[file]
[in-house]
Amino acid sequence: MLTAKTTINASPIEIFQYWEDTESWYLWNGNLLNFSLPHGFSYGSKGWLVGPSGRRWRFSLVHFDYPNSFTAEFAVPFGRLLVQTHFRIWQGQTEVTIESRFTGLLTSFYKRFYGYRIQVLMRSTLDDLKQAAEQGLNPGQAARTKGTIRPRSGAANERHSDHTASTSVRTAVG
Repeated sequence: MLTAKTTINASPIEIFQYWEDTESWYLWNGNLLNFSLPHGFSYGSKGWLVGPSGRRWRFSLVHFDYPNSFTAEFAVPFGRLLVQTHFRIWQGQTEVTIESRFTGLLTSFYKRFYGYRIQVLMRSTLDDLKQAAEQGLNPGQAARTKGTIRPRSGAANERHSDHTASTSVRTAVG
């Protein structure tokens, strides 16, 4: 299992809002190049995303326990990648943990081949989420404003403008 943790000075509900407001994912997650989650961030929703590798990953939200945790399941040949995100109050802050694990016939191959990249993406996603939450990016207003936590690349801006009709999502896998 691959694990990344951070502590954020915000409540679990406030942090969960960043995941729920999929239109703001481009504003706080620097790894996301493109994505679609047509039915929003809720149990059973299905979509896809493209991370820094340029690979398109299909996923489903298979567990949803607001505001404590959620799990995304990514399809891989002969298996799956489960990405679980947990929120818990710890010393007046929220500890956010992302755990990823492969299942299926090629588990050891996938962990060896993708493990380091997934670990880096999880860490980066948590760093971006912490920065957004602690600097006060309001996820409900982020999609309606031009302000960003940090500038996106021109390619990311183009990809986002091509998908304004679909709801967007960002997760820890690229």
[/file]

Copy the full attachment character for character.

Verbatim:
[in-house]
Amino acid sequence: MLTAKTTINASPIEIFQYWEDTESWYLWNGNLLNFSLPHGFSYGSKGWLVGPSGRRWRFSLVHFDYPNSFTAEFAVPFGRLLVQTHFRIWQGQTEVTIESRFTGLLTSFYKRFYGYRIQVLMRSTLDDLKQAAEQGLNPGQAARTKGTIRPRSGAANERHSDHTASTSVRTAVG
Repeated sequence: MLTAKTTINASPIEIFQYWEDTESWYLWNGNLLNFSLPHGFSYGSKGWLVGPSGRRWRFSLVHFDYPNSFTAEFAVPFGRLLVQTHFRIWQGQTEVTIESRFTGLLTSFYKRFYGYRIQVLMRSTLDDLKQAAEQGLNPGQAARTKGTIRPRSGAANERHSDHTASTSVRTAVG
């Protein structure tokens, strides 16, 4: 299992809002190049995303326990990648943990081949989420404003403008 943790000075509900407001994912997650989650961030929703590798990953939200945790399941040949995100109050802050694990016939191959990249993406996603939450990016207003936590690349801006009709999502896998 691959694990990344951070502590954020915000409540679990406030942090969960960043995941729920999929239109703001481009504003706080620097790894996301493109994505679609047509039915929003809720149990059973299905979509896809493209991370820094340029690979398109299909996923489903298979567990949803607001505001404590959620799990995304990514399809891989002969298996799956489960990405679980947990929120818990710890010393007046929220500890956010992302755990990823492969299942299926090629588990050891996938962990060896993708493990380091997934670990880096999880860490980066948590760093971006912490920065957004602690600097006060309001996820409900982020999609309606031009302000960003940090500038996106021109390619990311183009990809986002091509998908304004679909709801967007960002997760820890690229």